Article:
What Every Hiker Needs For Winter Hiking

flat lay of hiking gear with a leatherman skeletool

What Every Hiker Needs For Winter Hiking

Thinking of heading out for a winter trek? Great plan. Just be sure you’re prepared for things to go sideways to be on the safe side (it just might save your life). Not sure what winter gear to pack for your hiking journey? Here’s a short list of must-have outdoor gear for your trip.

flat lay of hiking gear with a leatherman skeletool

Top 10 Things You Need For A Winter Hiking Trip


1. Good Hiking Boots

Your selection of hiking boots depends on the terrain. Whether you need extra traction for slippery surfaces (consider adding crampons if you’re really going out in serious ice and snow) or waterproof boots, proper footwear can make the difference between disaster and success. Along the same lines, invest in some hiking socks (and bring a spare in case one pair gets wet or you get blisters). Pro tip: Don’t head out in brand-new boots. Try them out on a few small hikes first to make sure they’re comfortable for the long haul.

2. Sturdy Backpack

If you’re going on a short day trip which is just a few miles out and back, a regular backpack will do. But for a trip where you’re racking up the miles or have to contend with different elevation gains and losses, upgrade to a pack with a frame. Frames will help support your load for a longer trip to protect your back and give you more stability on the trail. If you’re heading into two different climates (like the top of the Grand Canyon which may have snow to lower elevations where it’s a lot hotter), consider getting a hydration-specific backpack, so you don’t have to carry an awkward water bottle.

3. Leatherman Skeletool®

When every ounce matters, grab the compact, ultra-light 5 oz. Skeletool®. Perfect for long trips or short, it’ll help you solve problems like re-lacing your boots with the pliers or opening a bottle at the end of the day. A combo blade comes in handy, of course, for a wide range of purposes like trimming off some branches for kindling or prepping for a campfire meal. Multi-tools make every challenge on the trail a little easier to tackle.

leatherman skeletool on a rock

4. Gloves

Like hiking boots for your feet, gloves are just as important for your hands. The best gloves for hiking should combine warmth, wind and waterproofing, let you use them easily, and hold up to rugged conditions. Protect your hands not just from weather, but also sharp rocks and ice. Like socks, be sure to pack an extra pair (or two) in case one pair gets damaged or wet, and pack an extra pair that will work when you need your fingers for starting a fire, using a knife, or whatever else that is harder to do with gloves on.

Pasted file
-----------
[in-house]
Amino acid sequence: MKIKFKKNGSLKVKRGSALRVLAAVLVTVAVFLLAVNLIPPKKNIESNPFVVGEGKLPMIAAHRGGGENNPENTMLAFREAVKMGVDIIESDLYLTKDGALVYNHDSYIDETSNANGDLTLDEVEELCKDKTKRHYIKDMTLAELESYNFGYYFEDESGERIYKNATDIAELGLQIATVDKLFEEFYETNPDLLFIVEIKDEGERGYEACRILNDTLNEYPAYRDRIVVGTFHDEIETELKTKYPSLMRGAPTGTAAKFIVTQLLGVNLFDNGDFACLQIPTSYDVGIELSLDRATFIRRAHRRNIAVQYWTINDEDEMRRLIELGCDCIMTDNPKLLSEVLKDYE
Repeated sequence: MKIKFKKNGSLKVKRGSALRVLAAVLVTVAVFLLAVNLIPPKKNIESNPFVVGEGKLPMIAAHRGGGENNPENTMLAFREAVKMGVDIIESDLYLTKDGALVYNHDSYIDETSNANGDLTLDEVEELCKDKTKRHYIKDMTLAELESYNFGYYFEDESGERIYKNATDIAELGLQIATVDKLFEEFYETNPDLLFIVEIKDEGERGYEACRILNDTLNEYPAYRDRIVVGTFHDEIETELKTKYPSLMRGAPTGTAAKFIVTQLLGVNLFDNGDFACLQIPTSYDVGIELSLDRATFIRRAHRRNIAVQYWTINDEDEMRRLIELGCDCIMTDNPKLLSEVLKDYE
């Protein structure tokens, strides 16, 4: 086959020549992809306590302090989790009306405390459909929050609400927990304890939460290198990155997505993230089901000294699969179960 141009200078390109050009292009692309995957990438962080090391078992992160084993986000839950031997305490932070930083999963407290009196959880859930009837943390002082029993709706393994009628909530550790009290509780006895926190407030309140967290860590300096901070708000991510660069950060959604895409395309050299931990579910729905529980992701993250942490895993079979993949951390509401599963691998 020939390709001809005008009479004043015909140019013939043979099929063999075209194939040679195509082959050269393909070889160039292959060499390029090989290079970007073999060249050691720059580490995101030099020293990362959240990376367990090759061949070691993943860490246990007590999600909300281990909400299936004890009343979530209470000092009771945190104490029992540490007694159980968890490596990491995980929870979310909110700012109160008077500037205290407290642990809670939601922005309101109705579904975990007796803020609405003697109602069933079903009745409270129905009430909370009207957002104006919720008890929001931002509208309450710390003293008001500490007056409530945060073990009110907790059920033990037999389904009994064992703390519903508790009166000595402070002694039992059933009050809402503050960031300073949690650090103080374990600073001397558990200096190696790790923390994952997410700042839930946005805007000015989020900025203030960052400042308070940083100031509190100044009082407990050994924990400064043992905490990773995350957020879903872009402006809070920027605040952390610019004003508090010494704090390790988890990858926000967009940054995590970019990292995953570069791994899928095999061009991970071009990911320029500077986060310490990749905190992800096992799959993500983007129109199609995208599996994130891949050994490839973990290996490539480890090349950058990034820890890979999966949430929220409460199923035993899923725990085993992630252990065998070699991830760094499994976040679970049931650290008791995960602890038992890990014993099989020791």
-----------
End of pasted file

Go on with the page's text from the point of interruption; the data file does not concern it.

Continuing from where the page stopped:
5. Insulated Canister

You’ve just done all this work to heat up some soup or a hot beverage, and Mother Nature has completely undone it with windchill. Keep warm things warm with a Thermos or something similar. Pro tip: Keep things hot even longer by preheating your container with boiling water.

6. First Aid Kit

Let’s be real here. Things can happen on the trail. Be ready for injuries big or small with a First Aid or emergency kit.

7. Headlamp

Keep your hands free and your pack light by wearing your light on your head. When you’re hiking pre-dawn or late evening, it will make a huge difference in visibility. Most headlamps have multiple modes and can be adjusted to angle the light where you want it. Plus, it’s always where you need it, so you don’t have to rummage through your gear to get it.

8. Compass & Map

Don’t rely on your phone GPS. If you’re in the woods without a signal, go old-school and pack a reliable compass and up-to-date map or road atlas to get you from here to there.

9. Toe and Hand Warmers

Avoid frostbite in your extremities (or just get that toasty, warm feeling) by packing a bunch of toe and hand warmers.

10. Firestarter

Starting a fire in the wilderness is not always an easy task. Make it faster and simpler though by packing a ferro rod along. Firewood sticks and tactical lighters are also handy. Are you the DIY type? Make your own fire starter by putting a wad of dryer lint in each cup of a cardboard egg carton and pouring wax over the top. You can also use sawdust, shredded paper or cut-up cardboard as filler.

hiker with a leatherman skeletool attached to backpack

Ready to go!

Head out in total confidence with all your winter hiking gear. Scenic views await.

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